Low participation rates in lifelong learning
According to a recent paper from The Expert Group on Future Skills Needs (EGFSN), the participation rate of adults in Ireland in lifelong learning lags well behind the European average. Ireland’s employed workforce in particular is behind when compared to our European counterparts, ranking 20th of 28 countries for participation by the employed.
At the end of last year almost 5.5% of the Irish workforce participated in lifelong learning compared to a European average of 11.6%. Most likely to participate were those working in the public sector, financial services, accommodation/food sector and professional services.
The changing nature of work, the arrival of digitalisation, automation and the Internet of Things, is already having a profound effect on the nature of jobs and skill requirements in Ireland. With this low level of participation, Ireland is seriously at risk of being left behind. Employers need to engage more in supporting a breadth of development opportunities alongside high-quality personalised learning, and at the same time the metrics to assess engagement in lifelong learning need to better capture the informal digital learning that is happening.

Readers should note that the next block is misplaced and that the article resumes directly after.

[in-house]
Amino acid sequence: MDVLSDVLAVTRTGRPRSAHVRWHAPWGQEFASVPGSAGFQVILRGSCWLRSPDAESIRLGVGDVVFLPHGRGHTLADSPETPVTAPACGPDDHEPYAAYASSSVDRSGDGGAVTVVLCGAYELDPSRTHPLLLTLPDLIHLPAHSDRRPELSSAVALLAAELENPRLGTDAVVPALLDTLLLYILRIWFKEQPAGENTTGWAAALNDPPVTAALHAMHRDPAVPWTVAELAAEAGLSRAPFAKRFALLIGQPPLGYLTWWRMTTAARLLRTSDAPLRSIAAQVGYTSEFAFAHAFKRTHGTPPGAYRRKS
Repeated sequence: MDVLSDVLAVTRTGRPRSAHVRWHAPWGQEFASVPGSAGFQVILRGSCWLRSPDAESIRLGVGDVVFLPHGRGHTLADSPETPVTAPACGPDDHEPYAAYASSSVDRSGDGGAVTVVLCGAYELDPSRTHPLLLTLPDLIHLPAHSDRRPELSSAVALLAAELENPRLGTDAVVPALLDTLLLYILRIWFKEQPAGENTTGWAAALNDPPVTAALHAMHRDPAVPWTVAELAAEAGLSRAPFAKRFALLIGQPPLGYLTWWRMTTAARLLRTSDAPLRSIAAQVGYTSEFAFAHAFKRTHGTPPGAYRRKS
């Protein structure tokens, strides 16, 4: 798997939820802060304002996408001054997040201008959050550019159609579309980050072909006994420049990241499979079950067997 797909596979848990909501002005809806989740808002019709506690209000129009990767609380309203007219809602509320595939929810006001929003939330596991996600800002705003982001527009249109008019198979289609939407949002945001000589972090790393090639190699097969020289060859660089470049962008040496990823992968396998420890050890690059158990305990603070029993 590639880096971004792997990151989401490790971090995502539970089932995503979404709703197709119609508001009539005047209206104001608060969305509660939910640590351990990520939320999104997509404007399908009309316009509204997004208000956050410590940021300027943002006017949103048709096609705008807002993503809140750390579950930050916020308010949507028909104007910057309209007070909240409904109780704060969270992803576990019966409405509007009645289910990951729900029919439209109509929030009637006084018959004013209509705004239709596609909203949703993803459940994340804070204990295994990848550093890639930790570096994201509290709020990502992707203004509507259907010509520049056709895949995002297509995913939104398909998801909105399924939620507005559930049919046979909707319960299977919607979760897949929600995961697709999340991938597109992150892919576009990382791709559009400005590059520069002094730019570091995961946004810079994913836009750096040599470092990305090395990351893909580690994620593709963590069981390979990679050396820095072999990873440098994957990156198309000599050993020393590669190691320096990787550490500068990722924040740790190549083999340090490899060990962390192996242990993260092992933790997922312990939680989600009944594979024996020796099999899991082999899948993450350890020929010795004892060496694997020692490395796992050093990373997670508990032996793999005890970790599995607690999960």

One of the key aims of Ireland’s National Skills Strategy 2025 (published January 2016) is to promote the benefits of lifelong learning among individuals, the self-employed and employers. The Strategy recognises the role of increasing participation in lifelong learning in ensuring Ireland has a flexible, skilled workforce.
The continuous upskilling of the workforce through formal and informal learning is crucial in maintaining the competitiveness of Irish-based businesses. The current skills shortage is a challenge as employers continue to experience skills deficits in key areas such as technology especially as more tech companies expand their operations in Ireland. Such expansion requires a workforce that is continuously upskilling to avail of the opportunities that this presents.